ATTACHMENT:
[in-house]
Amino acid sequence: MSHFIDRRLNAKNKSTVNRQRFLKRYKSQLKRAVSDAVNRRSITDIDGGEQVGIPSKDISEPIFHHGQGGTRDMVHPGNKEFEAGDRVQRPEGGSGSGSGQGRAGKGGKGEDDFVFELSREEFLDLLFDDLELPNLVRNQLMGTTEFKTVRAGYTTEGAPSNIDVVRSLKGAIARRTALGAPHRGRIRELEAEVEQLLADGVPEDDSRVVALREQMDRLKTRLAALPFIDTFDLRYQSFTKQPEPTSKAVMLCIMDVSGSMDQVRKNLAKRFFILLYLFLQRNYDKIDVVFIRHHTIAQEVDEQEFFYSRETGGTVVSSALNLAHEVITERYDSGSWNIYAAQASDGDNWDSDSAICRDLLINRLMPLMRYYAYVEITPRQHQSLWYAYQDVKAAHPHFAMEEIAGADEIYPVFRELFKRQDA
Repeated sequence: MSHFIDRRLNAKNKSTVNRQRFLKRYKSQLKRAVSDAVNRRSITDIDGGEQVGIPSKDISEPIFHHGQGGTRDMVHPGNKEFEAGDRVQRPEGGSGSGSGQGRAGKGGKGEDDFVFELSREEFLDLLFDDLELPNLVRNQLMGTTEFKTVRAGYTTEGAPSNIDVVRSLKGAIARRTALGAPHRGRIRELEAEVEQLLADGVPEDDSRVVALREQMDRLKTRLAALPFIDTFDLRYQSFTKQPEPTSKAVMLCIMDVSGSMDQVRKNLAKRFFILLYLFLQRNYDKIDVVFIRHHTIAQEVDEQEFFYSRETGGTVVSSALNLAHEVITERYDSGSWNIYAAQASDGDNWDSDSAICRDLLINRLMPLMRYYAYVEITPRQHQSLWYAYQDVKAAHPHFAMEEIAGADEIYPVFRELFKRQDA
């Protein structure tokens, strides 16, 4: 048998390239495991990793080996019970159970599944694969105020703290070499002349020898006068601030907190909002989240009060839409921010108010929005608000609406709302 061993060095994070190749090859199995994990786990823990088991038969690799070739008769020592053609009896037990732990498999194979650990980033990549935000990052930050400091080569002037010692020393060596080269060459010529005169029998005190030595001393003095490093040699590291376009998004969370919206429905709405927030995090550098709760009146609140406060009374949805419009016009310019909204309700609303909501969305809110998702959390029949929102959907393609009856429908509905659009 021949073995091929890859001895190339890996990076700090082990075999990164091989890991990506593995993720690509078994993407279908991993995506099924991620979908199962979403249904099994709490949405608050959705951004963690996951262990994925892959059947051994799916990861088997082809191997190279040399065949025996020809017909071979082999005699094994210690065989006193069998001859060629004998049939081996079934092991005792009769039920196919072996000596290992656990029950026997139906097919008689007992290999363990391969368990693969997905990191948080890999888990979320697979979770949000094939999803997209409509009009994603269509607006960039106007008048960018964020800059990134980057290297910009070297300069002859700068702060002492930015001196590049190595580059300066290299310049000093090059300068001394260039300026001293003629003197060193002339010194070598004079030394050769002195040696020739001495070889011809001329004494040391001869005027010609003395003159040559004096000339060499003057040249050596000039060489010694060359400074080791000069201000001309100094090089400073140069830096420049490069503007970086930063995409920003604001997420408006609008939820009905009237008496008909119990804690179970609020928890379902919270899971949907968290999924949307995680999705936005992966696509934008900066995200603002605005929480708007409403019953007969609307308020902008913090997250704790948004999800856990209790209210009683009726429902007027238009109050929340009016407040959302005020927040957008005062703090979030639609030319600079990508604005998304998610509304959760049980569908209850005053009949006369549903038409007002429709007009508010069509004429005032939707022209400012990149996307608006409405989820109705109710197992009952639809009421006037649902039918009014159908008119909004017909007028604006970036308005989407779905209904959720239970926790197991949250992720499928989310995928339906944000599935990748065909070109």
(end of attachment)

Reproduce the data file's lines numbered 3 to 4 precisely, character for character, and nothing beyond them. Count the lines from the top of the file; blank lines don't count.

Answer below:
Repeated sequence: MSHFIDRRLNAKNKSTVNRQRFLKRYKSQLKRAVSDAVNRRSITDIDGGEQVGIPSKDISEPIFHHGQGGTRDMVHPGNKEFEAGDRVQRPEGGSGSGSGQGRAGKGGKGEDDFVFELSREEFLDLLFDDLELPNLVRNQLMGTTEFKTVRAGYTTEGAPSNIDVVRSLKGAIARRTALGAPHRGRIRELEAEVEQLLADGVPEDDSRVVALREQMDRLKTRLAALPFIDTFDLRYQSFTKQPEPTSKAVMLCIMDVSGSMDQVRKNLAKRFFILLYLFLQRNYDKIDVVFIRHHTIAQEVDEQEFFYSRETGGTVVSSALNLAHEVITERYDSGSWNIYAAQASDGDNWDSDSAICRDLLINRLMPLMRYYAYVEITPRQHQSLWYAYQDVKAAHPHFAMEEIAGADEIYPVFRELFKRQDA
């Protein structure tokens, strides 16, 4: 048998390239495991990793080996019970159970599944694969105020703290070499002349020898006068601030907190909002989240009060839409921010108010929005608000609406709302 061993060095994070190749090859199995994990786990823990088991038969690799070739008769020592053609009896037990732990498999194979650990980033990549935000990052930050400091080569002037010692020393060596080269060459010529005169029998005190030595001393003095490093040699590291376009998004969370919206429905709405927030995090550098709760009146609140406060009374949805419009016009310019909204309700609303909501969305809110998702959390029949929102959907393609009856429908509905659009 021949073995091929890859001895190339890996990076700090082990075999990164091989890991990506593995993720690509078994993407279908991993995506099924991620979908199962979403249904099994709490949405608050959705951004963690996951262990994925892959059947051994799916990861088997082809191997190279040399065949025996020809017909071979082999005699094994210690065989006193069998001859060629004998049939081996079934092991005792009769039920196919072996000596290992656990029950026997139906097919008689007992290999363990391969368990693969997905990191948080890999888990979320697979979770949000094939999803997209409509009009994603269509607006960039106007008048960018964020800059990134980057290297910009070297300069002859700068702060002492930015001196590049190595580059300066290299310049000093090059300068001394260039300026001293003629003197060193002339010194070598004079030394050769002195040696020739001495070889011809001329004494040391001869005027010609003395003159040559004096000339060499003057040249050596000039060489010694060359400074080791000069201000001309100094090089400073140069830096420049490069503007970086930063995409920003604001997420408006609008939820009905009237008496008909119990804690179970609020928890379902919270899971949907968290999924949307995680999705936005992966696509934008900066995200603002605005929480708007409403019953007969609307308020902008913090997250704790948004999800856990209790209210009683009726429902007027238009109050929340009016407040959302005020927040957008005062703090979030639609030319600079990508604005998304998610509304959760049980569908209850005053009949006369549903038409007002429709007009508010069509004429005032939707022209400012990149996307608006409405989820109705109710197992009952639809009421006037649902039918009014159908008119909004017909007028604006970036308005989407779905209904959720239970926790197991949250992720499928989310995928339906944000599935990748065909070109």